Tuesday, October 14, 2008

Technique Tuesday - Selective Colour Changes Using the Colour Range Tool

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Selective Colour Changes using the Color Range Tool

Tutorial for Photoshop CS+

You can download a pdf version of this tutorial here

There are many different ways in which we can change the colour of an image or part of an image using photoshop.

This method uses the simple to use Colour Range tool which allows us to not only choose one specific colour but even a range of colours if desired.

Here in my example I have a black background with red spots.

I like the background but for my layout I want to change the colour of the spots to blue.

In the menu go to Select – Color Range

A dialogue box pops up and you are presented with a colour picker which you click on the colour you wish to select on your image.

You can drag the fuzziness slider up or down to pull in more or less of the colour you wish to include in your selection, . If there are multiple shades of that colour the further to the right you pull the slider the larger the range of shades that will be included. By sliding to the left you will limit the selection to a much narrower range of colour.

In addition if you wish to include further colours in your selection hold the shift key down and click on that area to include it. If you find colours you dont want in your selection you can hold down the alt key and click to remove them.

This image is pretty simple so just dragging the slider is sufficient .

The changes are indicated in the dialoge box by the increased amount of white in the preview box

Click ok and the dialogue box will disappear and the marching ants will now show your selection.

To make your colour changes you could then apply a hue and saturation change but the best way to do this is to use an adjustment layer. This leaves your original image intact but puts the changes on a new layer above.

With your selection still active , click on the adjustment layer icon at the bottom of your layers palette ( this looks like a circle that is half black and half white)

Choose the hue/saturation option .

Drag the hue slider left or right to alter the colour.

Because this is an adjustment layer your original layer still exists below untouched, and because you had a selection active when you clicked the adjustment layer icon your changes are only affecting the part of the image indicated by the selection and it has automatically created a mask on your layers palette to do this.

This allows us even more flexibility because we can paint on that mask to add or subtract some of our changes.

Change your colours to default black and white by pressing D on your keyboard and click directly on the adjustment layer thumbnail – paint black over some of the white areas to remove the colour change, - or paint white over some of the black areas to add the colour change to different parts of the image.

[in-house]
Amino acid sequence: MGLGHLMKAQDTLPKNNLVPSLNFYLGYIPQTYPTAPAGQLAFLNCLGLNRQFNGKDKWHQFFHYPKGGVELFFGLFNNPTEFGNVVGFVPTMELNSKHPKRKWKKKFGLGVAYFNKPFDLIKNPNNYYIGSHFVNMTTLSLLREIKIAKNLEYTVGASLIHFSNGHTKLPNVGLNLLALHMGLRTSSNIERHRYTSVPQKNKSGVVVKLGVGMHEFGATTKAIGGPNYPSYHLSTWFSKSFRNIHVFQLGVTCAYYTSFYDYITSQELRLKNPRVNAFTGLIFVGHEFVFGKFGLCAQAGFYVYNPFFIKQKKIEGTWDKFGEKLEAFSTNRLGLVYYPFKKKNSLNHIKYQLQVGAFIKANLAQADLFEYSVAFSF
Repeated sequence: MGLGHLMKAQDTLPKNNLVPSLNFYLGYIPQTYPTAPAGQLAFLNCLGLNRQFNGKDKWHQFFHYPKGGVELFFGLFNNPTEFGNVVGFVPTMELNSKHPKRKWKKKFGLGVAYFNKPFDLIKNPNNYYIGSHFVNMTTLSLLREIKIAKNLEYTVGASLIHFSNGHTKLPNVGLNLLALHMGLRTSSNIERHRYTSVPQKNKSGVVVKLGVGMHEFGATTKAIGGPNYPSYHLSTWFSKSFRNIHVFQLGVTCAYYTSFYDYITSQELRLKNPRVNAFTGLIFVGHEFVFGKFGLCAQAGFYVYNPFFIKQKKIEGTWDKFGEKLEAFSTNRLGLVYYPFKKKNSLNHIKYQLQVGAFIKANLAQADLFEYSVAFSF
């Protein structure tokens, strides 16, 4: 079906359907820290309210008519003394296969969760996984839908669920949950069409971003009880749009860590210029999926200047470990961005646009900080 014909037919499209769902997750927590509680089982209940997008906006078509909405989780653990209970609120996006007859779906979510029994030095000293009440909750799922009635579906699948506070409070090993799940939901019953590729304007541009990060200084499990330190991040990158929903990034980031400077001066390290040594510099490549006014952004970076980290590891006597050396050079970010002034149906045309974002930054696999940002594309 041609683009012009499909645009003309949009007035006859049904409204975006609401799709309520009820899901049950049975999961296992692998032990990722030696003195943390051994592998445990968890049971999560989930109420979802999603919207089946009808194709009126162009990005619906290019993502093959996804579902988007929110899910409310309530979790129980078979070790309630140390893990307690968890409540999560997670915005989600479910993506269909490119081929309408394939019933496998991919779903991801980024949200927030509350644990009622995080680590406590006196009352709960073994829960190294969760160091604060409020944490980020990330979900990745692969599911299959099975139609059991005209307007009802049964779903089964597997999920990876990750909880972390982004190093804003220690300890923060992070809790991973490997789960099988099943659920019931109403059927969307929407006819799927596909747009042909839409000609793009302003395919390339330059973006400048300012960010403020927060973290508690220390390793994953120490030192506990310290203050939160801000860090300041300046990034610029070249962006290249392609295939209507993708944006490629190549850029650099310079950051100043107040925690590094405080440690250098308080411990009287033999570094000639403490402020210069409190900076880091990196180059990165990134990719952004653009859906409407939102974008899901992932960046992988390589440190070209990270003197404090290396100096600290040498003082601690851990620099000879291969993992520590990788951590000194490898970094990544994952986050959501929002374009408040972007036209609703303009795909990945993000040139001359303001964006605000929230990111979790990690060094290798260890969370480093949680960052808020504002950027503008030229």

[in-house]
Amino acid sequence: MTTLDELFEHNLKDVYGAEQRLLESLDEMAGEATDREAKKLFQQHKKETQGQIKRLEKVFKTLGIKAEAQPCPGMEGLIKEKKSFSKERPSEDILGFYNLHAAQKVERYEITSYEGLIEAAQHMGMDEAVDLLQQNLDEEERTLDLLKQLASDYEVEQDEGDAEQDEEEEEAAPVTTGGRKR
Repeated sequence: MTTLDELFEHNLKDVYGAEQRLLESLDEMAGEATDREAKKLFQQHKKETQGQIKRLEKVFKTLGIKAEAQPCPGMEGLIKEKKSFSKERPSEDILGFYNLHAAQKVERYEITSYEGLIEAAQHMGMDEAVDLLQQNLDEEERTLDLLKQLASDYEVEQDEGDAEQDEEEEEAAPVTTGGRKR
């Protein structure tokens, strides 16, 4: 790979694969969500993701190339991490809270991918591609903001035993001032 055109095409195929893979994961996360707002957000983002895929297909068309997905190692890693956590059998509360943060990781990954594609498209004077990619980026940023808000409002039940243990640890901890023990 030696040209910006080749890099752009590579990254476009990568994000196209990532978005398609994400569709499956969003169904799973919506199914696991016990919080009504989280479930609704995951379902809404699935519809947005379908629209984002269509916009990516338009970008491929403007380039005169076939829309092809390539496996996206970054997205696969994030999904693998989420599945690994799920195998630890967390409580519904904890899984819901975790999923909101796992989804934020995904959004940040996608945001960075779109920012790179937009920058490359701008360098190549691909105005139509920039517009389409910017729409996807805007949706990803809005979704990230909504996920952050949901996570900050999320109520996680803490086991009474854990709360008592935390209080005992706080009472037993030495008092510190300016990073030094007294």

This method of changing colours is great for getting more use out of your scrapbook elements, it is also very useful for photos.

And the benefit of using the adjustment layer is that if your selection takes in areas of the image you dont want to change – a simple swipe over with a black brush will revert the colours back to their original.

Have fun with this method – Its also great for the selecively colourd black and white images that are so popular.

Choose the colour you wish to leave coloured,

If dragging the slider to the right still doesnt bring in all the area you want selected hold the shift key down and select another range of colours to add to the selection.

When you are happy with your selection hit ok

then INVERT the selection. ( Select- Inverse)

CS3+ users can then make their black and white adjustments using the black and white adjustment layer option.

CS2 and below use the hue saturation option and drag the saturation slider down to the left to remove the colour

Now if there are areas you wish to bring colour back to you can paint them back in on your adjustment layer using black , or if there were areas that were included in your selection that you dont want in colour, paint those out using white.

Here I have painted in the stalk to bring the green back.

You can also play with the opacity of your adjustment layer to globally bring back just a bit of colour into your image as I have below.

I hope you enjoyed this tutorial – it covers quite a lot of ground and is useful for many situations.

It by no means is the only way to make colour changes but it certainly is a useful option to know about.


  1. Oh I can definitely see myself using this over and over again! Thanks so much Lauren!!! I'm really loving your Technique Tuesdays :)

  2. I so needed this tutorial. I've been using color replace with limited results. This is sooo much better and covers so many important details. Thanks so much.

  3. Anonymous6:27 am

    I enjoy your tutorials and have learned a lot from them. I would like to subscribe to your blog, but the subscribe link on the left is not working. (I don't think any of them are working, except for the rss feed one, and I don't use that.)

    At any rate, great tutorials, and beautiful kits.

  4. WOW! I just used this technique on my Poppy Fields Feature Friday layout to change Dave's shirt from blue to green. How cool! Thanks for doing these technique tutorials Lauren. They are awesome!